Dr. Denise Galloway is a virologist at Fred Hutchinson Cancer Research Center. She and her husband, the late Dr. James McDougall, made critical discoveries that definitively linked human papillomaviruses to cervical and other cancers. Galloway also led a research team that found a way to produce, from a single HPV gene, virus-like particles that could trigger an immune response. Her discoveries laid the groundwork for the development of HPV vaccines that can now prevent cervical cancer and many other cancers. McDougall died of gastric cancer in 2003.
Jim and I met at Cold Spring Harbor [Laboratory], where we worked. We were looking for a place where we could both get faculty jobs. We came to the Hutch when it was in its infancy — they were trying to fill up the building so they went for two jobs at once.
Working in the same field as your spouse is mostly great. But the thing is that you never leave your work behind when you’re married to someone who does something similar to you. You talk about it when you’re at home and the other person completely understands. Our kids learned about HPV and science at the dinner table.
I can say that working in cancer research doesn’t prevent you from getting cancer. Jim also worked on virus-associated cancers and he was diagnosed with a stage 4 cancer when it had already metastasized to his liver. We had gone away on vacation and he just got very sick. When we got back I said, “You’ve got to go to your doctor.” He went, and then he went for some scans, and the day he had the scans they told him he had metastases throughout his liver. Then it was just a question of finding out where the primary tumor was.
It turned out to be a gastric cardia cancer; it’s a cancer at the junction between the stomach and esophagus.
There was really no opportunity for any sort of treatment because it was too advanced. One of the hardest things for us — since we devoted our lives to try to understand cancer — was that nothing was learned from his cancer. Not a thing. There was no genome or transcriptome analysis, no clinical trial, nothing. And that’s very frustrating if you’re a scientist. Even if it’s not something that would have benefitted him directly, you’d like it to be something that contributes to the knowledge of how we would go forward with that type of cancer treatment.
He never felt sorry for himself, he never said why me. He always said, “Who should it be? Who does deserve to get cancer?”
For me, it definitely changed how I approach life. The small things don’t annoy me as much as they did before. You realize there are a lot of big issues in the world. Some things are more important than whether you get your grant funded or get your paper accepted in some journal. Losing someone you love is a much more profound loss.
‘Not having the impact it could’
I’ve always been intrigued by the fact that you can take a virus and put it into a normal cell and make that cell become something like a cancer cell. And that’s basically what I’ve studied for most of my career. When there were the first indications that HPV might be associated with human cancers, I thought I would work on that.
It’s been an incredible ride to go from not really knowing that HPVs cause cancer to having a vaccine that can prevent cancer. That’s more than most people could hope for in their career.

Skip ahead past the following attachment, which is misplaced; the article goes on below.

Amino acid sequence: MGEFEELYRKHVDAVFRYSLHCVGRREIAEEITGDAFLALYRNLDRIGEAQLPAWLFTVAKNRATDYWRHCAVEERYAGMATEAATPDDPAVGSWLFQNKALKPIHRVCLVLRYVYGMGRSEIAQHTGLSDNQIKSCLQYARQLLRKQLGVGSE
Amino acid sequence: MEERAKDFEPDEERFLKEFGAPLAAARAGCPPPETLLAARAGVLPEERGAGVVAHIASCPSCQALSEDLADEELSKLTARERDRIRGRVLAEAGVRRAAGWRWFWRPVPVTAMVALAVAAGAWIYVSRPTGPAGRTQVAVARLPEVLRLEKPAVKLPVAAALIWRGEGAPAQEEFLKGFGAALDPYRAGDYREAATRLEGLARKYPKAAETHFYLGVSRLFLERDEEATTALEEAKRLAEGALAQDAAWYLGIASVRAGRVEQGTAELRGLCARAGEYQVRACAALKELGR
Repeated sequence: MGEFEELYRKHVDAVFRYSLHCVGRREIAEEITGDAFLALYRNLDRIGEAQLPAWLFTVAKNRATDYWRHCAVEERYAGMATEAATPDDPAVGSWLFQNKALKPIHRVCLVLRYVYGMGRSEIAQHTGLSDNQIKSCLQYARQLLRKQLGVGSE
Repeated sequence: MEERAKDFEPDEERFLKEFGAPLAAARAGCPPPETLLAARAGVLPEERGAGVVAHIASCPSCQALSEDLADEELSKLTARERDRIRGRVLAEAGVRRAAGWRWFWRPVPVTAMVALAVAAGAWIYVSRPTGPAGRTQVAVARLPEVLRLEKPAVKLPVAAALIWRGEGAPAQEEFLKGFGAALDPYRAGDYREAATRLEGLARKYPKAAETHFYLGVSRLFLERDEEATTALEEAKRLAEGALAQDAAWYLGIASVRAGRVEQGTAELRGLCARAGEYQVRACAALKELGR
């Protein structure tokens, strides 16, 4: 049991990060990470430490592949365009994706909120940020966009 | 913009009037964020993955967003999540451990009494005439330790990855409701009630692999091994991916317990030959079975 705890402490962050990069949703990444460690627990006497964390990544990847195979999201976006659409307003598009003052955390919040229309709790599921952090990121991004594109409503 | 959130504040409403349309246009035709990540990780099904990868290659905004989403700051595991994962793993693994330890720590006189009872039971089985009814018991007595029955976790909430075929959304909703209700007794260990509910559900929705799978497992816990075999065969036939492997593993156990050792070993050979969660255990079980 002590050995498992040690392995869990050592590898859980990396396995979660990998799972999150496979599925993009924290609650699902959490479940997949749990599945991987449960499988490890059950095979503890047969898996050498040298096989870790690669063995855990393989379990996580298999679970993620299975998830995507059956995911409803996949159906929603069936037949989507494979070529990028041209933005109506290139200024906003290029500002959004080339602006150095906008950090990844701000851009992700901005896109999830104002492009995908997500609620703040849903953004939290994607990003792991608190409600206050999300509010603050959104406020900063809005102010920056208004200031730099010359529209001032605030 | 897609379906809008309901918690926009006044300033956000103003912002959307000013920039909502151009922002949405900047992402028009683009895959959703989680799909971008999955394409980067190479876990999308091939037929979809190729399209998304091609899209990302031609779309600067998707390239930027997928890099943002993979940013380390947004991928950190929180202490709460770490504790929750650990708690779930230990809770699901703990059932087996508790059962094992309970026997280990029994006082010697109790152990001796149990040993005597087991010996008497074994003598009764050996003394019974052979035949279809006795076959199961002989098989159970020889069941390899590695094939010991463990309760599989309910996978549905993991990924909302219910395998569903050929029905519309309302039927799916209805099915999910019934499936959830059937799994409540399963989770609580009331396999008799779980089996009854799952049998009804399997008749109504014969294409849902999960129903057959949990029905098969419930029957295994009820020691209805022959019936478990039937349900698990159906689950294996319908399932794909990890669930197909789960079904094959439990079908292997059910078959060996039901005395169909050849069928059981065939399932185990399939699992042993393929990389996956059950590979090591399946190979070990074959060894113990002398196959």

By the mid-1990s, we thought we could make virus-like particles that could induce an immune response that would likely be protective. It took a long time after that to actually develop the vaccine. It took Merck something like a billion dollars to develop a vaccine to do the clinical trials that showed it could protect against HPV.
I think about the generation of young people going forward.
My younger daughter was vaccinated. I think we’re in a family where the use of vaccines is not something to be debated. It’s the most rational way to prevent disease. So I don’t think my kids have ever had any hesitation about vaccines. And I just assumed that they’re going to be sexually active. I mean, that’s life.
Now we have a great vaccine and it’s not being used enough by people in this country. It is incredibly frustrating that in the U.S. only about a third of women under the age of 18 have received all three doses of the vaccine. If you look at places like Australia or parts of the U.K. where the uptake of the vaccine is 80 percent, and you look at the earliest manifestation of HPV-associated disease, which is genital warts, there’s virtually none in Australia. I think people in the United States are leery of vaccines or they don’t trust pharma or they don’t want to talk about sex. So something that could prevent cancer is not having the impact that it should.
There are still a lot of questions left. Although we have this vaccine to prevent cancer, there are of course a lot of people who already have HPV infection and will develop these cancers. We haven’t made progress in treating HPV-associated cancers in 50 years, so there’s a lot to be done there. And there could be better ways to utilize the HPV vaccine, so I’m trying to figure that out.
I’m not done yet. There’s still a lot to learn.
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Rachel Tompa is a staff writer at Fred Hutchinson Cancer Research Center. She joined Fred Hutch in 2009 as an editor working with infectious disease researchers and has since written about topics ranging from nanotechnology to global health. She has a Ph.D. in molecular biology from the University of California, San Francisco and a certificate in science writing from the University of California, Santa Cruz. Reach her at firstname.lastname@example.org.
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